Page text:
The U.S. governments rush to produce corn-based ethanol as a fuel alternative will worsen pollution in the Gulf of Mexico, increasing a Dead Zone that kills fish and aquatic life, according to University of British Columbia researcher Simon Donner.
In the first study of its kind, Donner and Chris Kucharik of the University of Wisconsin quantify the effect of biofuel production on the problem of nutrient pollution in a waterway. Their findings will appear in the March 10 edition of the Proceedings of the National Journal of Sciences.
The researchers looked at the estimated land and fertilizer required to meet proposed corn-based ethanol production goals. Recently, the U.S. Senate announced its energy policy aims of generating 36 billion gallons annually of ethanol by the year 2022, of which 15 billion gallons can be produced from corn starch. The corn-ethanol goal represents more than three times than triple the production in 2006.
This rush to expand corn production is a disaster for the Gulf of Mexico, says Donner, an assistant professor in the Dept. of Geography. The U.S. energy policy will make it virtually impossible to solve the problem of the Dead Zone.
Nitrogen and phosphorus from agricultural fertilizer have been found to promote excess growth of algae in water bodies a problem thats common across North America and in many areas of the world.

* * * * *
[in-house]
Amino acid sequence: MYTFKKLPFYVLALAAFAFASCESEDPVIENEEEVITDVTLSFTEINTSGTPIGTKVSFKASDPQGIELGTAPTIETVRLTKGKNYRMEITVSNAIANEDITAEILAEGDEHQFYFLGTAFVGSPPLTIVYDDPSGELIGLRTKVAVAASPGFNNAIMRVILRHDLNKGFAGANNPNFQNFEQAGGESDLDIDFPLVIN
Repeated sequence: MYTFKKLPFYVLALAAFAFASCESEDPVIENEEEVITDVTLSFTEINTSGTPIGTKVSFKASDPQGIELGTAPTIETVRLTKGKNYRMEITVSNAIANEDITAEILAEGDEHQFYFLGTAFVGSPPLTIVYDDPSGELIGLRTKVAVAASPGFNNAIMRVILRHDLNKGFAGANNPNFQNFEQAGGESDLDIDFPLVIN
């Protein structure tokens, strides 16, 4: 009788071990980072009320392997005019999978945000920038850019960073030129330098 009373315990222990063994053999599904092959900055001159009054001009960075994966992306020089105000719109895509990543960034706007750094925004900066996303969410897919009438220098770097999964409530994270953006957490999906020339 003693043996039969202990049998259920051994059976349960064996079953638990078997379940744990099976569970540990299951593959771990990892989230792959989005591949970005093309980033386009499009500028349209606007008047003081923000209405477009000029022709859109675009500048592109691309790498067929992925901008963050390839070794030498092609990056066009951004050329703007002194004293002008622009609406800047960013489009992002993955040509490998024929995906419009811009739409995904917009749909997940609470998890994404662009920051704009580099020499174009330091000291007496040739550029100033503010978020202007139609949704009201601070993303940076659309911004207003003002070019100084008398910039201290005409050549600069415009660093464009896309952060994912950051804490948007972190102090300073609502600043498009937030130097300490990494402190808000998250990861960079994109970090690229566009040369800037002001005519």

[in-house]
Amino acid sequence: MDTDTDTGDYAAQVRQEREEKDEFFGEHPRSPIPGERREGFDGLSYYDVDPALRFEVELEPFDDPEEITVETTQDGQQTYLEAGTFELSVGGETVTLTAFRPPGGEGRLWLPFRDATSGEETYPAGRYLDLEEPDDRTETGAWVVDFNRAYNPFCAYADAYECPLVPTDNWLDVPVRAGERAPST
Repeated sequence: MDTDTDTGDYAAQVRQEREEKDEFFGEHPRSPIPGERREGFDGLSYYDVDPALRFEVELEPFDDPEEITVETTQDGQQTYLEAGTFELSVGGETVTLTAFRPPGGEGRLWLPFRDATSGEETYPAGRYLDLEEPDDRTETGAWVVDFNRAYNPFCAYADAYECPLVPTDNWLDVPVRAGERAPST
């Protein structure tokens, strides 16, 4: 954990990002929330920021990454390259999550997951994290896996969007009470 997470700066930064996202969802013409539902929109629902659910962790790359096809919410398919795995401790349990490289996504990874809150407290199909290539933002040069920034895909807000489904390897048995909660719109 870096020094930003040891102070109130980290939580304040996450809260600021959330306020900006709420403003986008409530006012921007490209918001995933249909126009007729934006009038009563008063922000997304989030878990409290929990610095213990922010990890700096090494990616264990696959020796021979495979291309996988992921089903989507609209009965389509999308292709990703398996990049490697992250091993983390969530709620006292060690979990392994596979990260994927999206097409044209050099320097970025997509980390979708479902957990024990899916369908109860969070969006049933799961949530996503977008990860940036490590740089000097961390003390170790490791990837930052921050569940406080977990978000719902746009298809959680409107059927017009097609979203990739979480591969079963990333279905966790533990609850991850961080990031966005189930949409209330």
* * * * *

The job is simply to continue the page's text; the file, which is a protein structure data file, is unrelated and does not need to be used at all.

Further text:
In some cases, decomposition of algae consumes much of the oxygen in the water. Fertilizer applied to cornfields in the central U.S. including states such as Illinois, Iowa, Nebraska and Wisconsin is the primary source of nitrogen pollution in the Mississippi River system, which drains into the Gulf of Mexico.
Each summer, the export of nitrogen creates a large Dead Zone in the Gulf of Mexico, a region of oxygen-deprived waters that are unable to support aquatic life. In recent years, it has reached over 20,000 km2 in size, which is equivalent to the area of New Jersey.
Donner and Kuchariks findings suggest that if the U.S. were to meet its proposed ethanol production goals, nitrogen loading by the Mississippi River to the Gulf of Mexico would increase by 10-19 per cent.
To arrive at this figure, Donner and Kucharik combined the agricultural land use scenarios with models of terrestrial and aquatic nitrogen cycling.
The nitrogen levels in the Mississippi will be more than twice the recommendation for the Gulf, says Donner. It will overwhelm all the suggested mitigation options.
The results of the study call into question the assumption that enough land exists to fulfill current feed crop demand and expand corn and other crop production for ethanol.
The study concludes that increasing ethanol production from U.S. croplands without endangering water quality and aquatic ecosystems will require a substantial reduction in meat consumption.
|Contact: Lorraine Chan|
University of British Columbia